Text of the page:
Young Professional Told To Cover Up On Flight Over ‘Inappropriate’ Bralet Top Slams Airline For Sexism – And Calls For Visible Dress Codes At Point Of Booking
A young professional who was nearly kicked off an airline flight over an ‘inappropriate’ crop top has slammed the airline for sexism – and called for there to be visible dress codes when passengers book.
Emily O’Connor, 21, claims she was left distraught after Thomas Cook staff made an announcement on the plane’s tannoy system that she needed to put a jacket over her black bralet.
The finance worker, from Solihull, West Mids, claims another passenger on the flight from Tenerife to Birmingham earlier this month swore at her and called her ‘pathetic’ over the row.
Emily has now called for all airlines to display their dress codes at the point of booking so passengers can be made aware before they board a flight – but insisted claims her outfit was offensive were sexist.
Speaking this morning [SAT] after a week in the centre of a media storm over the incident, Emily said: “I think each airline’s dress code policy needs to be visible online before you book, and cater to the country they’re flying into.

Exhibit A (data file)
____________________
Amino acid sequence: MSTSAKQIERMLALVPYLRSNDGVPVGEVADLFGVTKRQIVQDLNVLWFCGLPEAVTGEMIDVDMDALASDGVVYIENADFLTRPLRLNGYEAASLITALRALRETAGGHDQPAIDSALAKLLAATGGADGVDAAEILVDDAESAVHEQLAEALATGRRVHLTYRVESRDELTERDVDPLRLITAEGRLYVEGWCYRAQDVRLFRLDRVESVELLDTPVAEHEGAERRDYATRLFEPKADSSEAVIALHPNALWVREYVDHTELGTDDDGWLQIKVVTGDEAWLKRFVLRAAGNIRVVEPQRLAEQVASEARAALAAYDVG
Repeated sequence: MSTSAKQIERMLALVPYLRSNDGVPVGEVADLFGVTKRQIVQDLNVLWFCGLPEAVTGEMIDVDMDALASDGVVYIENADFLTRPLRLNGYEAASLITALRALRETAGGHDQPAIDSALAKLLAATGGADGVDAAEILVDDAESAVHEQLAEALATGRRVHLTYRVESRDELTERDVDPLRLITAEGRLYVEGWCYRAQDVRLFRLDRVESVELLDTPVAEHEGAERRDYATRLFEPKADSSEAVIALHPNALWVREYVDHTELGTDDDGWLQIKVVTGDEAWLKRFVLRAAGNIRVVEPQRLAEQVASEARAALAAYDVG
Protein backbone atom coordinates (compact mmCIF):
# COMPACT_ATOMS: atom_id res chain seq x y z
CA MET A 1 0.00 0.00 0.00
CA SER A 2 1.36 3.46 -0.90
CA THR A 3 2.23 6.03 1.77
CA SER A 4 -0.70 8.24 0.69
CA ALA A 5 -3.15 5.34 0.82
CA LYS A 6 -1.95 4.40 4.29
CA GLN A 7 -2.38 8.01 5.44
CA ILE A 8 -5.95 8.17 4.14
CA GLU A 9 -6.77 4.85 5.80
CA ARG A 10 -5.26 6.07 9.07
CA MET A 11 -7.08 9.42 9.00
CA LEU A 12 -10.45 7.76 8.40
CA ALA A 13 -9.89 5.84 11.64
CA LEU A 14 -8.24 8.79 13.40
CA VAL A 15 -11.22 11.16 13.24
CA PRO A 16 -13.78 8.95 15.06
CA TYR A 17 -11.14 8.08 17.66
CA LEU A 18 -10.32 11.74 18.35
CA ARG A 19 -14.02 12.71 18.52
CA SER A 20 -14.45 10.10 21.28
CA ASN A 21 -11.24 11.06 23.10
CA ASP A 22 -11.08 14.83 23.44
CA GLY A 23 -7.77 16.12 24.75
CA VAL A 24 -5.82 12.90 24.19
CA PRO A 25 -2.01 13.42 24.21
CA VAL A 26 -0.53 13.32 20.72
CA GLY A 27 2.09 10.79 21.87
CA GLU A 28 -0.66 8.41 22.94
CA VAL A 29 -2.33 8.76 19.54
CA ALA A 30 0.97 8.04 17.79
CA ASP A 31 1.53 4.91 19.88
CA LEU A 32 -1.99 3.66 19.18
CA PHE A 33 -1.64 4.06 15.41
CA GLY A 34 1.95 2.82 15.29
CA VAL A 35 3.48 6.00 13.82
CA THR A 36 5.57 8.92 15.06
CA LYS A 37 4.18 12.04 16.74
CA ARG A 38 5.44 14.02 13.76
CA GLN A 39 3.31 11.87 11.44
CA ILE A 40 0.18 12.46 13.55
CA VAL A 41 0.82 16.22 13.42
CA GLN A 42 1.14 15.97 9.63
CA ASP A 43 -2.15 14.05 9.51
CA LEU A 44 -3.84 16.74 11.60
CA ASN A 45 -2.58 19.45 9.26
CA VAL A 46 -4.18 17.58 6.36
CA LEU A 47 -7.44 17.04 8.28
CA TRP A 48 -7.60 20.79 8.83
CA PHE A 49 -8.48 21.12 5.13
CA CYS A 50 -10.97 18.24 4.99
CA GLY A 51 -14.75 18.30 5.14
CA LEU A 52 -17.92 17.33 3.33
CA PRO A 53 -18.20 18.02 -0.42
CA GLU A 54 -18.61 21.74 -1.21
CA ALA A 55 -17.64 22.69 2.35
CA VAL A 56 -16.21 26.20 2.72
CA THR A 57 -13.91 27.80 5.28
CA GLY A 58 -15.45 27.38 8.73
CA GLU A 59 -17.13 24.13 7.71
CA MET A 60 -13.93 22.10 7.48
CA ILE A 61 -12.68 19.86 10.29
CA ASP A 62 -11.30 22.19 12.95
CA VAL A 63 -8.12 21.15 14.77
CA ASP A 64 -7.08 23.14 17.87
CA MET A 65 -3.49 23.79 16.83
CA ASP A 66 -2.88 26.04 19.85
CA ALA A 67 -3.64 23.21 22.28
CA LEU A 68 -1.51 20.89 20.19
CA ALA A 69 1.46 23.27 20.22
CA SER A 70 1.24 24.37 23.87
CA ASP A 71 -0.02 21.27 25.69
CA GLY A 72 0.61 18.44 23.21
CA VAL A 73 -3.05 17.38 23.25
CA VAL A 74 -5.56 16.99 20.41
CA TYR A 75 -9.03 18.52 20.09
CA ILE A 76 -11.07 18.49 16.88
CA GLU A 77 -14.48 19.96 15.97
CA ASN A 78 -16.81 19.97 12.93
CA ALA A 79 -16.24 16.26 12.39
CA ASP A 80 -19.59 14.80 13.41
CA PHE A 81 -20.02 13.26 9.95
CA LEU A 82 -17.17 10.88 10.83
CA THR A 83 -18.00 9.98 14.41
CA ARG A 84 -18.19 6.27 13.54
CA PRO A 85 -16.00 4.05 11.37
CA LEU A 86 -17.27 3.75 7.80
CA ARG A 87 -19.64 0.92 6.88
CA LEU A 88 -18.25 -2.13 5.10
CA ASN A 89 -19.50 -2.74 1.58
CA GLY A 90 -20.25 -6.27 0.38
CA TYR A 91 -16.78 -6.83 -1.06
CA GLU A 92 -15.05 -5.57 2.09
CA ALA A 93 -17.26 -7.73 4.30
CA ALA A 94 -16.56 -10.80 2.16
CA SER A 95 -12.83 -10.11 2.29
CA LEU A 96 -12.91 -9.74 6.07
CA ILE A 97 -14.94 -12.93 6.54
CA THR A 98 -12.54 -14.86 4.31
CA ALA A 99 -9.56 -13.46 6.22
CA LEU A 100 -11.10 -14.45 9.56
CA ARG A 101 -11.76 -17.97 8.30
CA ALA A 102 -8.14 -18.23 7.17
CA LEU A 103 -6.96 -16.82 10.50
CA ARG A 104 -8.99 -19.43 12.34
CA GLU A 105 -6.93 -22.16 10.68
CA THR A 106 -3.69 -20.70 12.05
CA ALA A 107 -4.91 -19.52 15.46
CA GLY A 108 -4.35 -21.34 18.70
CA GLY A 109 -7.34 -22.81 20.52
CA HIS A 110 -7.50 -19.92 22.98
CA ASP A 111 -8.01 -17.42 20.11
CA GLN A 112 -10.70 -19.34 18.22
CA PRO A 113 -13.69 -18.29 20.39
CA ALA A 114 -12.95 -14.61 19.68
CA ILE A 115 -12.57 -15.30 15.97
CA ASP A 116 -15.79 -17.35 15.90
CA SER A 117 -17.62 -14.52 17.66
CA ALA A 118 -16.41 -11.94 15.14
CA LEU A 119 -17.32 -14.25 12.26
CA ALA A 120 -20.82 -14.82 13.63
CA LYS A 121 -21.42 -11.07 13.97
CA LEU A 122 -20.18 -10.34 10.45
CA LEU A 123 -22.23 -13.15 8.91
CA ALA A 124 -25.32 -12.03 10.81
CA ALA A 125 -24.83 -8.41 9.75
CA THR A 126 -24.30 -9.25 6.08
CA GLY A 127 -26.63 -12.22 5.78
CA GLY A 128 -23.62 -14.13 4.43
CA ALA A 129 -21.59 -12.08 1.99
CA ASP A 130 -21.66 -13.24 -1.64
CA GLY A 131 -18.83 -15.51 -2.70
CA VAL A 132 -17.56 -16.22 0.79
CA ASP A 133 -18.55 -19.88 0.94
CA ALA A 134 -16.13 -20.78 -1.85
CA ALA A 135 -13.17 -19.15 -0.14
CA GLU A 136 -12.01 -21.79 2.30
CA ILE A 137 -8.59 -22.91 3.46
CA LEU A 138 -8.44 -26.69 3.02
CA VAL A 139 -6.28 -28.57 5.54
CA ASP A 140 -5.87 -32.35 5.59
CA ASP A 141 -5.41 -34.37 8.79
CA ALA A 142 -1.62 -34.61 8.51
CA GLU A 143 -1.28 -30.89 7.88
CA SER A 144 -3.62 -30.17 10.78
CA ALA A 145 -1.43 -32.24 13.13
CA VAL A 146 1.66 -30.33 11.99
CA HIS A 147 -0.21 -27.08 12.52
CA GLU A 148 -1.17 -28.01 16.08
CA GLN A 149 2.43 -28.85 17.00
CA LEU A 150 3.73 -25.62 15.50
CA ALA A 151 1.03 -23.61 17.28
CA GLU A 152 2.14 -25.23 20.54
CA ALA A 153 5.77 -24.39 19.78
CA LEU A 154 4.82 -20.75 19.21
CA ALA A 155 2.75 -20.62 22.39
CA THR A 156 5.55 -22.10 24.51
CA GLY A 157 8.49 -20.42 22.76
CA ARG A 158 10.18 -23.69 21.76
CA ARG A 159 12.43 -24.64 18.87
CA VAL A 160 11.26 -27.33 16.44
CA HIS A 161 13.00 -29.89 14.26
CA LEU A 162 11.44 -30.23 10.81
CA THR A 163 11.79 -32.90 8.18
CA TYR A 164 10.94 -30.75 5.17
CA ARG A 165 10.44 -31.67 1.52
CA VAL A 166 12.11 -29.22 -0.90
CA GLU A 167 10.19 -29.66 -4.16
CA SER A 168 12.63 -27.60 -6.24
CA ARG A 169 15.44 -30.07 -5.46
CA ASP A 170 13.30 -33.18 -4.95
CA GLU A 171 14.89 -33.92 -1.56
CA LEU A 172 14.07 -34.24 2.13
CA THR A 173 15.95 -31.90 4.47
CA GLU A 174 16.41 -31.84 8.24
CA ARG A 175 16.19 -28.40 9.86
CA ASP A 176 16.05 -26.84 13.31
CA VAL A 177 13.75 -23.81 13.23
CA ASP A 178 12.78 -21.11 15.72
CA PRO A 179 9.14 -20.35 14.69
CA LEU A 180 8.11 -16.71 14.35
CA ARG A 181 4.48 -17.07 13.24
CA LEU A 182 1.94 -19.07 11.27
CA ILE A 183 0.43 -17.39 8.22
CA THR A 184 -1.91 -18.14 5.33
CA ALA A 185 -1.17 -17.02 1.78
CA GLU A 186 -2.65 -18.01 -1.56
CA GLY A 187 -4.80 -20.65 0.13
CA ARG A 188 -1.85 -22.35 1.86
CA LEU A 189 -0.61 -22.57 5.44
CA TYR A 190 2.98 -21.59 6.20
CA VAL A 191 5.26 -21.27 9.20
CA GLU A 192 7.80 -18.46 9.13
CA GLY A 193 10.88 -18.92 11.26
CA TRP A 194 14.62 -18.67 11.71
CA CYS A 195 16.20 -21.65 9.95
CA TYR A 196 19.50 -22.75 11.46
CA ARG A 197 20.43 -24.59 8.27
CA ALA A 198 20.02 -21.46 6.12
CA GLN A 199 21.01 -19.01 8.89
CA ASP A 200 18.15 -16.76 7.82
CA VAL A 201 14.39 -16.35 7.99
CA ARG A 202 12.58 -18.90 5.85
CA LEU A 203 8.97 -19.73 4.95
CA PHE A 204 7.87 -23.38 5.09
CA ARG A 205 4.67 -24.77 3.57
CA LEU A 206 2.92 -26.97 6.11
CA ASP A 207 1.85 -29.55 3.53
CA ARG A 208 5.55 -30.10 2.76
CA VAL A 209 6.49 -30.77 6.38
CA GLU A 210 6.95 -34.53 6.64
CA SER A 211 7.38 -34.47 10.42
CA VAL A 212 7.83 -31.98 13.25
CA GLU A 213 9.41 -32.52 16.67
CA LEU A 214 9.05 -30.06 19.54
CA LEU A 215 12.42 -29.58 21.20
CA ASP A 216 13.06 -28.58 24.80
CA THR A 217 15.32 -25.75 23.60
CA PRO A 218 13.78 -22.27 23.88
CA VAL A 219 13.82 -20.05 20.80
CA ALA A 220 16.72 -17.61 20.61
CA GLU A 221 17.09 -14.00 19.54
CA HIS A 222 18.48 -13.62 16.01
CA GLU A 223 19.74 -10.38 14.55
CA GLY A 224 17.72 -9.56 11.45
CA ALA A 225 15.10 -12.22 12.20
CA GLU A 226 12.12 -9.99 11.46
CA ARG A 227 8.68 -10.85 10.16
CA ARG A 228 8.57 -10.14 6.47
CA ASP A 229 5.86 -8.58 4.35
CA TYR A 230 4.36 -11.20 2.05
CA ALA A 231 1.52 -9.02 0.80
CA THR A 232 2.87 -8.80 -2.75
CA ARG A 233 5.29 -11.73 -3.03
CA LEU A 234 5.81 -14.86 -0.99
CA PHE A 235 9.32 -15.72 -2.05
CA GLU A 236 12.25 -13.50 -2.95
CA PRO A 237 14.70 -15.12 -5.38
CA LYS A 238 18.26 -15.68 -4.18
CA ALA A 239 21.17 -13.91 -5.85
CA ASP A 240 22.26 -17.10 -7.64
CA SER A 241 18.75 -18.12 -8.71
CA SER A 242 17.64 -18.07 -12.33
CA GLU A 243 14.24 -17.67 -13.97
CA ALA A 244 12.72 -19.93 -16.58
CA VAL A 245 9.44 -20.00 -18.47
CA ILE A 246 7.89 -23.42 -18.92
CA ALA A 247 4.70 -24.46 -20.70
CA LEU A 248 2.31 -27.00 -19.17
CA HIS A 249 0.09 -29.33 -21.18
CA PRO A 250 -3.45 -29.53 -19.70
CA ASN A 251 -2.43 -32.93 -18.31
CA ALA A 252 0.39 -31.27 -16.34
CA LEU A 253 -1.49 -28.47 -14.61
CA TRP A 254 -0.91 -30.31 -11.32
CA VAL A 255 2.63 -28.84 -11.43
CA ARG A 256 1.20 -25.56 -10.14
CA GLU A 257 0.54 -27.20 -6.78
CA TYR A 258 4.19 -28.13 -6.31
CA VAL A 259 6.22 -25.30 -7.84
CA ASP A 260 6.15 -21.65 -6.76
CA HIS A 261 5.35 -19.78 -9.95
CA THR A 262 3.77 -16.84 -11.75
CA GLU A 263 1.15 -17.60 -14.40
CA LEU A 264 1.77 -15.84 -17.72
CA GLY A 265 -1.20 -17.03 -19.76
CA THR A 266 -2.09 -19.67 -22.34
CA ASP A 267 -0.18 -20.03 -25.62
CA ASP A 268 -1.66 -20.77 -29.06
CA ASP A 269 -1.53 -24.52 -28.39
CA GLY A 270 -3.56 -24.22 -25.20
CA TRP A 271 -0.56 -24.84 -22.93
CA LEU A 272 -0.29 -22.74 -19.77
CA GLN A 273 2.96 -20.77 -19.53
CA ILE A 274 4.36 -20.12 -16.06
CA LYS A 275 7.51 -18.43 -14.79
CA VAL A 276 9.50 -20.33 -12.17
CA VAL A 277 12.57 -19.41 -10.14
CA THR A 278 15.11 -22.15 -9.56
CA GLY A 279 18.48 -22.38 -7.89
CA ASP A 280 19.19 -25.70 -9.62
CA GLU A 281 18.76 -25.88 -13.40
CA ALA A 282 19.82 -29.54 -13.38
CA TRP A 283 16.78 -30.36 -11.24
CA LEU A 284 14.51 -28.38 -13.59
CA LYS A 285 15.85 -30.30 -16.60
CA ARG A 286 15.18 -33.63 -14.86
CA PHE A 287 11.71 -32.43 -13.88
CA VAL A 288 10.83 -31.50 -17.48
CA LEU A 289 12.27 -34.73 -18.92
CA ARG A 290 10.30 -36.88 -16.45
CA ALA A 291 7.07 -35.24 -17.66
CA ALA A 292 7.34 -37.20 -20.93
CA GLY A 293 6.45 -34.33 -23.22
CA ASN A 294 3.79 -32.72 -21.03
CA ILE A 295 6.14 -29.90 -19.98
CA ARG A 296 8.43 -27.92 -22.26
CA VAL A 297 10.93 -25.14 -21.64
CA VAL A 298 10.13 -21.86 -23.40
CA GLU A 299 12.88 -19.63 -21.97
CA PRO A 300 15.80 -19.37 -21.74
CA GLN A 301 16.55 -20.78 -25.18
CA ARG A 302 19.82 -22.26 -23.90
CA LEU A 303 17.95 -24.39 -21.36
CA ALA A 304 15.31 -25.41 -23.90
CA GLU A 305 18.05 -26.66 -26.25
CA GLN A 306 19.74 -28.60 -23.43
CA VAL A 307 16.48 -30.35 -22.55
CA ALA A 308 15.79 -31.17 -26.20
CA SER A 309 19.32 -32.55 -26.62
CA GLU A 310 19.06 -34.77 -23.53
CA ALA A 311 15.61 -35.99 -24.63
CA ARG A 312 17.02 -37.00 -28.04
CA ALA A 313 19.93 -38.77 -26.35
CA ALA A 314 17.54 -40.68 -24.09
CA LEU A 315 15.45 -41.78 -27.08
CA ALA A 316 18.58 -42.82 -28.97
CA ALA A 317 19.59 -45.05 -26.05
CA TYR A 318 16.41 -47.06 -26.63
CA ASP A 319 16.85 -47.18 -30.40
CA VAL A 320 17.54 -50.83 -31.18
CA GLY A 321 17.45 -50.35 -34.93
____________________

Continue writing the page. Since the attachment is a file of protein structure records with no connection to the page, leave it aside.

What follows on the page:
“When you’re flying in Europe, a dress code needs to be visible before you board the aircraft, and needs to be visible on the page before you book.
“But the problem isn’t with Thomas Cook as such it’s largely with society as a whole and their perceptions of women.
“People might wear t-shirts with offensive slogans, so how come they’re not reprimanded?
“I’m a professional person who works hard, and I had no right to be treated how I was.
“If there’s a dress code it needs to be made explicit to the passenger before they get on the aircraft, otherwise by then it’s too late.”
In a tweet describing the incident which has since gone viral, Emily said: “Flying from Bham to Tenerife, Thomas Cook told me that they were going to remove me from the flight if I didn’t ‘cover up’ as I was ‘causing offence’ and was “inappropriate’. They had 4 flight staff around me to get my luggage to take me off the plane”.
Thomas Cook have since apologised but insisted their appropriate attire policy ‘applies equally to men and women of all ages without discrimination’.
A spokesman for Thomas Cook said: “We are sorry that we upset Ms O’Connor.
“It’s clear we could have handled the situation better.
“In common with most airlines we have an appropriate attire policy. This applies equally to men and women of all ages without discrimination.
“Our crews have the difficult task of implementing that policy and don’t always get it right.”
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